This was just a terrible movie. Just- just terrible. Like, I was watching the climax and I turned to my sister and asked how much longer we had left. That’s how bad this movie was. I hadn’t read the books before, I’ve just started the first one today, but I could tell you even then that it was clearly a good story that was incredibly clumsily translated to movie form. Like, the shift from book to screenplay severely hurt it and then the same guy who did that tried to direct it. And if I had to guess I’d say he had never, in his entire life, directed a movie before. It’s the only explanation. And they changed things that made absolutely no sense. Like Lyra’s uncle/ dad in the movie is a good guy, complicated, but by all appearances a good guy. I’ve read about fifty pages of the book and a quick peek at the ending and already I can tell you he is very much not. And they made how Lyra ends up in the cupboard to overhear the stuff about Dust and to save her uncle from poisoning way more complicated in the movie than in the book. Isn’t it usually the other way around? What was the point of that? And also, the chick who played Lyra was kinda obnoxious. I almost expected a golden glow to pop up around her head during this movie, proclaiming her role as the Chosen One. She never showed any fear or doubt or hesitancy, any of the things that one would expect from a, what ten year old girl, who’s on a big, life threatening adventure. There’s no character development or insight into who she is. They call her brave, but as she never shows any fear, I wouldn’t call her brave. Without fear, there is no courage, so if she had no fear, she had no courage, I don’t care what they said.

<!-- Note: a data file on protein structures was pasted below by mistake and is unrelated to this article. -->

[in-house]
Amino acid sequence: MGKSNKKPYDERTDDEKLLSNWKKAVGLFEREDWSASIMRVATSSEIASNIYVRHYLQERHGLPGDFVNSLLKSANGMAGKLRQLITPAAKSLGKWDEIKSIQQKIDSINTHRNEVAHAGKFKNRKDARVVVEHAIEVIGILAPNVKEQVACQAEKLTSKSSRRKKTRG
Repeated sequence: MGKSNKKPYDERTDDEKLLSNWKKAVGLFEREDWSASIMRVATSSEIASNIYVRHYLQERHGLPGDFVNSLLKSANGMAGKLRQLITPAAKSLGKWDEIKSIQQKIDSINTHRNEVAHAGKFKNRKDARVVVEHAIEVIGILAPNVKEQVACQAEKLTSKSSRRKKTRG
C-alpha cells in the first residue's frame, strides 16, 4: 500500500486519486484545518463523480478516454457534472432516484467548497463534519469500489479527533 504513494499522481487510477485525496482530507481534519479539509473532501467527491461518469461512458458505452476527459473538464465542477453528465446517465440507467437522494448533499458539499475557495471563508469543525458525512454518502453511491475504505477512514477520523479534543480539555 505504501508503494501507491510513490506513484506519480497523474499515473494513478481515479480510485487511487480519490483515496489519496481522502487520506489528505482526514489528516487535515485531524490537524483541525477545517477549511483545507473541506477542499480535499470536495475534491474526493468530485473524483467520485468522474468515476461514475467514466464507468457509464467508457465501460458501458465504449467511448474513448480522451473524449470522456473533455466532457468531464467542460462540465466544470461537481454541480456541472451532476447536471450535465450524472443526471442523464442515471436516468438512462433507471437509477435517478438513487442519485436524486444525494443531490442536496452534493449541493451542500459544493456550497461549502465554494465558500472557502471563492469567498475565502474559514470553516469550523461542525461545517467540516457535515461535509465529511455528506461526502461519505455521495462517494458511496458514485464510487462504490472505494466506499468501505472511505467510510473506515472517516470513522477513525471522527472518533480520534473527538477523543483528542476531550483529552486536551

On the upside, it had Ian McKellan in there and I always enjoy him. And the giant, talking warrior bears was mildly interesting. Not as much as I expected mind you, and not nearly as interesting as that last sentence really called for, but they were what, in any other movie, I would call a high point. I’ll let you know about the book, but honestly it can’t be worse than the movie. I’m not sure that that’s possible.

“Blood Poison” by D.H. Dublin

I’m not sure what to make of this book. It started off strong, I liked it, it was going well and then it started to lose me. It faded in the last.. half? Quarter? Bit. It faded in the last bit. I’m not entirely sure when it started to fade, but fade it did by god.

Okay, so it’s a mystery, which is a bit unusual for me. Normally I don’t go for mysteries. I tend to get impatient and read the end and then lose interest once I know who did it. Self defeating, I realize, but it’s really just not my genre. That and I have a hard time finding an author I like or characters that I like within that genre. I don’t really know why. But anyway, this one was interesting and on sale for a dollar so I figured I didn’t have much to lose. I’m not sure if I did either.